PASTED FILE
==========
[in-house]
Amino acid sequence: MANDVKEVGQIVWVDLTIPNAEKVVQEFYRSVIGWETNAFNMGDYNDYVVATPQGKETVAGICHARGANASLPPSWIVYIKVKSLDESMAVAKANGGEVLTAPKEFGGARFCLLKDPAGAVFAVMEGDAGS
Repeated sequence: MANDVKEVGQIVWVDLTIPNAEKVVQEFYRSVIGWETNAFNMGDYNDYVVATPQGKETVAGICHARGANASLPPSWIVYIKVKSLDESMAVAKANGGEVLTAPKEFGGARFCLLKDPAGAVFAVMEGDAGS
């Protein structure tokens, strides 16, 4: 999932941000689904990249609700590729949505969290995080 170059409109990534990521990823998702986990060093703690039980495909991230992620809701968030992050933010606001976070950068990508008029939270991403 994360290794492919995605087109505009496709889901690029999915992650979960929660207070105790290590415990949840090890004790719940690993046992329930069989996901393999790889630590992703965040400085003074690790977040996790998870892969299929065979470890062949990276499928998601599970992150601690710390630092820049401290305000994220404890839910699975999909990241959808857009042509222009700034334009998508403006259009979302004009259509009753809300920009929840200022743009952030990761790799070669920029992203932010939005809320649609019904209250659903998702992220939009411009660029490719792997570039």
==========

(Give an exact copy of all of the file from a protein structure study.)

[in-house]
Amino acid sequence: MANDVKEVGQIVWVDLTIPNAEKVVQEFYRSVIGWETNAFNMGDYNDYVVATPQGKETVAGICHARGANASLPPSWIVYIKVKSLDESMAVAKANGGEVLTAPKEFGGARFCLLKDPAGAVFAVMEGDAGS
Repeated sequence: MANDVKEVGQIVWVDLTIPNAEKVVQEFYRSVIGWETNAFNMGDYNDYVVATPQGKETVAGICHARGANASLPPSWIVYIKVKSLDESMAVAKANGGEVLTAPKEFGGARFCLLKDPAGAVFAVMEGDAGS
């Protein structure tokens, strides 16, 4: 999932941000689904990249609700590729949505969290995080 170059409109990534990521990823998702986990060093703690039980495909991230992620809701968030992050933010606001976070950068990508008029939270991403 994360290794492919995605087109505009496709889901690029999915992650979960929660207070105790290590415990949840090890004790719940690993046992329930069989996901393999790889630590992703965040400085003074690790977040996790998870892969299929065979470890062949990276499928998601599970992150601690710390630092820049401290305000994220404890839910699975999909990241959808857009042509222009700034334009998508403006259009979302004009259509009753809300920009929840200022743009952030990761790799070669920029992203932010939005809320649609019904209250659903998702992220939009411009660029490719792997570039």